Travel While Breastfeeding: How to Bring Milk Home
Picture this. You are a mom and you are breastfeeding, but work/family/etc requires that you to travel internationally. For most Americans, an international trip means a trip longer than 3 days.
Now here comes the problem: breastmilk can only be safely refrigerated for around 4 days (some say 3, some say 5, so I’ve settled on 4). You can’t guarantee shipping since breastmilk will get stopped at customs. So you either dump your milk or you come up with another solution.
I found that solution.
I had the opportunity to go to Switzerland for work. The trip was short, 7 days total, including the 14+ hours of flights. It was an important project professionally and personally since my parents were actually involved in our video shoot. What did I do? I went!
AND I GOT ALL MY BREASTMILK BACK SAFELY.
(Read my Blog about Breastfeeding during International Travel for the full checklist)
Keeping Cool During Transit
When I pumped on the plane, I stored all my milk in this refrigerated backpack. I used a Cooler Shock freezer pack in this backpack, which is guaranteed to stay cold for 24 hours (AND IT DOES). This set up allowed me to get my expressed milk to the hotel during my trip there, and home during my return, perfectly chilled.
Freeze Half, Refrigerate Half
While in Switzerland, I pumped 4x daily and put the milk in the in-room mini fridge. However, I needed to FREEZE some milk and REFRIGERATE the rest. Since I was there for 7 days, my goal was to freeze all the milk from Day 1-3 and then carry home the refrigerated milk Day 4-7.
How to Freeze Half
My first hotel, the Four Seasons des Bergues in Geneva, was gracious enough to let me borrow a freezer in my room. Now I don’t expect that this is common but it is worth asking. This is the ideal scenario. In order to move my milk from hotel to hotel, I used the Cooler Freezer Bags mentioned above, and a cooler bag.
Hotels will also usually let you store important items in their freezer. My second hotel in Vevey allowed me to store my cooler bag in their freezer. I zipped it up and told them it was very fragile, needed to be upright and shouldn’t be opened. When I needed to add milk, I waited until the end of the day and added all the new milk at once.
How to Refrigerate Half
Your in-room mini fridge is your new best friend. I removed all the items that I was able too from it (like waters etc) and left a note that I needed to use the refrigerator to store things. I was now refrigerating milk from the second half of the trip up until day of departure.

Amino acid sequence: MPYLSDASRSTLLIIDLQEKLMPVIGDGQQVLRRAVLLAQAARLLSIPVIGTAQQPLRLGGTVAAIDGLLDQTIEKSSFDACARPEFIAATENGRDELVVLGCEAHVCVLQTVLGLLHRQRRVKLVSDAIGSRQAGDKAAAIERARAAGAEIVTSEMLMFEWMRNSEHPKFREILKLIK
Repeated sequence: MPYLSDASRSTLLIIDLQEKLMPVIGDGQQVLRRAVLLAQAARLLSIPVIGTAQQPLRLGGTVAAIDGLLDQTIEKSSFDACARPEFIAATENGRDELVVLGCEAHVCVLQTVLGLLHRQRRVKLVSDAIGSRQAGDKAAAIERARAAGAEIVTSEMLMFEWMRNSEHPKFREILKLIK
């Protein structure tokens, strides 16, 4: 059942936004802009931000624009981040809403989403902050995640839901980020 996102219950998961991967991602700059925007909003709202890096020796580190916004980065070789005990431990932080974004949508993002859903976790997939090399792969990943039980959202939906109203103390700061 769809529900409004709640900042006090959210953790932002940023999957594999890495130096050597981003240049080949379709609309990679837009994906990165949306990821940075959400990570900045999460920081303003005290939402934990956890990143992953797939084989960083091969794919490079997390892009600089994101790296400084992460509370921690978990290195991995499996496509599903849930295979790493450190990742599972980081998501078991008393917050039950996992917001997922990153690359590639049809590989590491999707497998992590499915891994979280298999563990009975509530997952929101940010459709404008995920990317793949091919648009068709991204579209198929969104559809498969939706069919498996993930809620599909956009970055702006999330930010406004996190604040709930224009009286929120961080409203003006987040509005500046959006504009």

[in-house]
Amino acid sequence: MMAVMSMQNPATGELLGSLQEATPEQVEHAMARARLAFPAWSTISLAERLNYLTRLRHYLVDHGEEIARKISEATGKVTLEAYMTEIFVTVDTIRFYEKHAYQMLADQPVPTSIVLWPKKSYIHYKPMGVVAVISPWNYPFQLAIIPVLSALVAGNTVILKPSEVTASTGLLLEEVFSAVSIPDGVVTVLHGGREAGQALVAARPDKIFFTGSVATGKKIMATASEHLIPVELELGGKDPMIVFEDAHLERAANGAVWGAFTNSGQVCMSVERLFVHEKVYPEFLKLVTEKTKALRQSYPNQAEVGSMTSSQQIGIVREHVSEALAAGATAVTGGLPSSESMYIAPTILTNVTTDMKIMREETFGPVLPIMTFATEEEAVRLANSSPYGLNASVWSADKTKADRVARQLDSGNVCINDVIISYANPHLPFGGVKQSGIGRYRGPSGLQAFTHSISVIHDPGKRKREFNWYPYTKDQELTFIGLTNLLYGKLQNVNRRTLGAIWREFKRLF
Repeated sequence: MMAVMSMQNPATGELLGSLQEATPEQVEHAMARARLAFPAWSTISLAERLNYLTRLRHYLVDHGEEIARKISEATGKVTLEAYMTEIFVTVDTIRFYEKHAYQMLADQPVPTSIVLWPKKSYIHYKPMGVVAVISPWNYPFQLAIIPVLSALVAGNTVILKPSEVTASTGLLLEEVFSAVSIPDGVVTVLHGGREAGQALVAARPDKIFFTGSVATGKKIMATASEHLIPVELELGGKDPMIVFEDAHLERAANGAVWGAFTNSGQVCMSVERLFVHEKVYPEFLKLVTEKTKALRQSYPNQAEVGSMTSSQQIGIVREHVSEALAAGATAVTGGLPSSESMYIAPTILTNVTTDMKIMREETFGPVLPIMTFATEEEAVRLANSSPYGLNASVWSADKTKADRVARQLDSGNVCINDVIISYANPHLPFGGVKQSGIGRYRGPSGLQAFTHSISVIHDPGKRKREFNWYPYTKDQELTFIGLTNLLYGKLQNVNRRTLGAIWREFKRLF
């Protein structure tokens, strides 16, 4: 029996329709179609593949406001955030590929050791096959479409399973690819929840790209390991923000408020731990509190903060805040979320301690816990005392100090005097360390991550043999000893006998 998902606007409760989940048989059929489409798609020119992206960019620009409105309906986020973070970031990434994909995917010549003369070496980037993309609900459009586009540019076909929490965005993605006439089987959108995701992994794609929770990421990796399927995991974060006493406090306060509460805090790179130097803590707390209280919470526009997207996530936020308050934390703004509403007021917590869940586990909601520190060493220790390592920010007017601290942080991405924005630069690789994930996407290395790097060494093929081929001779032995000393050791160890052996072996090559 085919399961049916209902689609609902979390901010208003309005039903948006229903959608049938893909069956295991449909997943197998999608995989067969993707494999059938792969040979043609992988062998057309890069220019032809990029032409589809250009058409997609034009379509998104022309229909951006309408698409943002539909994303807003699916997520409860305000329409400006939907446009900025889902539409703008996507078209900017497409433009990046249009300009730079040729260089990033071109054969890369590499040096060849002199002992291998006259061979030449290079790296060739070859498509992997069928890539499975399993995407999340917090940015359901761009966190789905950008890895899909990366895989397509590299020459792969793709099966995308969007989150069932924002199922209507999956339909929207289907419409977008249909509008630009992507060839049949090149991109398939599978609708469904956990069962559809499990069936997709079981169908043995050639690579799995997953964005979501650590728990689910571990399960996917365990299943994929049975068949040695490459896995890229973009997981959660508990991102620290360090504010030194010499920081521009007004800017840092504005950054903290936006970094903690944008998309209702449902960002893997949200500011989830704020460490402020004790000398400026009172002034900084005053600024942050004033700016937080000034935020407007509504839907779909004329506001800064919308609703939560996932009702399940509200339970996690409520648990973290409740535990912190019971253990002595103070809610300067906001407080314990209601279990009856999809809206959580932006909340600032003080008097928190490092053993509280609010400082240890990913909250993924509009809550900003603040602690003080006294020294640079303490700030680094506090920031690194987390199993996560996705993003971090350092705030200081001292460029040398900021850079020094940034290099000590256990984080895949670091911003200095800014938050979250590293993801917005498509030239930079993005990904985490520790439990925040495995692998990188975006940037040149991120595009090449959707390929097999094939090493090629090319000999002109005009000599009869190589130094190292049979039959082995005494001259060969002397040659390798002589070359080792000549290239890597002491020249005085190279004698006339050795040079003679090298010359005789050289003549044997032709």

Now on departure day, I had around 50 ounces of milk that I had to take on two flights, a train and an uber before it would arrive home with me. To keep this milk perfectly refrigerated during this time, I used Milk Stork.
Transporting Frozen and Refrigerated Milk Home
Now that you have your full trip’s worth of milk, the hardest part is getting all of it home in usable condition. Here’s how I managed to get 100 ounces home safely, half frozen and half refrigerated.
Milk Stork is Your Best Friend
Milk Stork took care of the refrigeration part easily. Domestically, Milk Stork allows you to FedEx your milk home. However, shipping breastmilk internationally is a different story. Their service allows you a safe, guaranteed refrigerated situation where you can check your box of breast milk and know that it’ll be just a cold when you pick it up at baggage claim on the other side.
At the time of ordering my Milk Stork package on their website, I put in my hotel address and when I arrived, a box was waiting for me in my room in Switzerland! No need to worry about carrying anything on the plane with you there.
Milk Stork provided me with refrigerated box that could hold 108 ounces of milk and keep it refrigerated for 90 hours (if your trip home takes longer than that, then… you might be going to the Moon and back). They also gave me a cute duffle bag to put the box in, with branded luggage tags.
I was able to pack in the newer milk from the second half of my trip in the refrigerated Milk Stork box. On my departure day, I just had to pop the button on the box to activate the refrigeration, pack in my bagged milk, seal the box and place it in the duffle bag. I brought the bag to the check-in counter and checked it right there. Milk Stork made it so easy and boarded the flight, relieved.
When I got to my final destination, my bag of milk came out the other side, untouched. In the future, I’d suggest putting a twist tie or a luggage lock on it if you want to make doubly sure it was not opened.
Carry On your Frozen Milk
*THIS IS HEAVY.
If you are a mom, there’s a good chance that you have some serious arm muscles, but this definitely is difficult even so. Frozen milk is heavy.
The upside is that most securities around the world do not care if your liquid is frozen. I didn’t even have to show them or explain anything in Geneva or Zurich.
I used my AO Cooler bag with the Freezer Packs. I made sure to use at least 2 Freezer Packs (use more if you can fit them). The bagged milk needs to be touching the freezer pack.
I carried it onboard and put it in the overhead. My total travel time was over 20 hours and when I got home, all the milk was still mostly frozen and a few were a little slushy. From my research, if it is mostly frozen, it is still safe. Into the freezer it went and we’ve been using it all ever since.
Are you planning on traveling while breastfeeding? Leave me a note if you have questions!